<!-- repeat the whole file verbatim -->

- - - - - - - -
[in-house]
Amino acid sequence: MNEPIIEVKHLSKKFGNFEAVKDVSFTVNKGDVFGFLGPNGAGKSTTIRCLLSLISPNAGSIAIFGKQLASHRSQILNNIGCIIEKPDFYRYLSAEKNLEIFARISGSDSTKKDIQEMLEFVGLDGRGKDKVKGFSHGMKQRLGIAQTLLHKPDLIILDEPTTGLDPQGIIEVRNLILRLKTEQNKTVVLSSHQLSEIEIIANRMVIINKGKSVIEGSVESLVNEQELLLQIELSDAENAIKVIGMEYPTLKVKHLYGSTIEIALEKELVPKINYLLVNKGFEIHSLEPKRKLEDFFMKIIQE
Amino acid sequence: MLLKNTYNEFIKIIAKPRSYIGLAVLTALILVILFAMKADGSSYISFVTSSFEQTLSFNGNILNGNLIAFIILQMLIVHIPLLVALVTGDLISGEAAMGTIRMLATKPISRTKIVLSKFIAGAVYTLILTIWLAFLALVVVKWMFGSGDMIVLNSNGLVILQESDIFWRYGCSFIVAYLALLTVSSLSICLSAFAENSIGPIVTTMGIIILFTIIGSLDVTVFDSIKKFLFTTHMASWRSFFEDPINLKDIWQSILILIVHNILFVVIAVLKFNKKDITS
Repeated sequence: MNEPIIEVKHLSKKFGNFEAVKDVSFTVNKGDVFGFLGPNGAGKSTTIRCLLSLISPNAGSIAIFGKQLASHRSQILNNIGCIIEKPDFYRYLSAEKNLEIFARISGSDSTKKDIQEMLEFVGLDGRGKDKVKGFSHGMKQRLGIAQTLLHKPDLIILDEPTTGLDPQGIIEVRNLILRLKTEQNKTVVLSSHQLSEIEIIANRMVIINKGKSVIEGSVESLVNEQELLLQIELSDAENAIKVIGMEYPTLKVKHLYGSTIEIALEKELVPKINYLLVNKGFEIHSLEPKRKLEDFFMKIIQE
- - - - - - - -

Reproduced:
[in-house]
Amino acid sequence: MNEPIIEVKHLSKKFGNFEAVKDVSFTVNKGDVFGFLGPNGAGKSTTIRCLLSLISPNAGSIAIFGKQLASHRSQILNNIGCIIEKPDFYRYLSAEKNLEIFARISGSDSTKKDIQEMLEFVGLDGRGKDKVKGFSHGMKQRLGIAQTLLHKPDLIILDEPTTGLDPQGIIEVRNLILRLKTEQNKTVVLSSHQLSEIEIIANRMVIINKGKSVIEGSVESLVNEQELLLQIELSDAENAIKVIGMEYPTLKVKHLYGSTIEIALEKELVPKINYLLVNKGFEIHSLEPKRKLEDFFMKIIQE
Amino acid sequence: MLLKNTYNEFIKIIAKPRSYIGLAVLTALILVILFAMKADGSSYISFVTSSFEQTLSFNGNILNGNLIAFIILQMLIVHIPLLVALVTGDLISGEAAMGTIRMLATKPISRTKIVLSKFIAGAVYTLILTIWLAFLALVVVKWMFGSGDMIVLNSNGLVILQESDIFWRYGCSFIVAYLALLTVSSLSICLSAFAENSIGPIVTTMGIIILFTIIGSLDVTVFDSIKKFLFTTHMASWRSFFEDPINLKDIWQSILILIVHNILFVVIAVLKFNKKDITS
Repeated sequence: MNEPIIEVKHLSKKFGNFEAVKDVSFTVNKGDVFGFLGPNGAGKSTTIRCLLSLISPNAGSIAIFGKQLASHRSQILNNIGCIIEKPDFYRYLSAEKNLEIFARISGSDSTKKDIQEMLEFVGLDGRGKDKVKGFSHGMKQRLGIAQTLLHKPDLIILDEPTTGLDPQGIIEVRNLILRLKTEQNKTVVLSSHQLSEIEIIANRMVIINKGKSVIEGSVESLVNEQELLLQIELSDAENAIKVIGMEYPTLKVKHLYGSTIEIALEKELVPKINYLLVNKGFEIHSLEPKRKLEDFFMKIIQE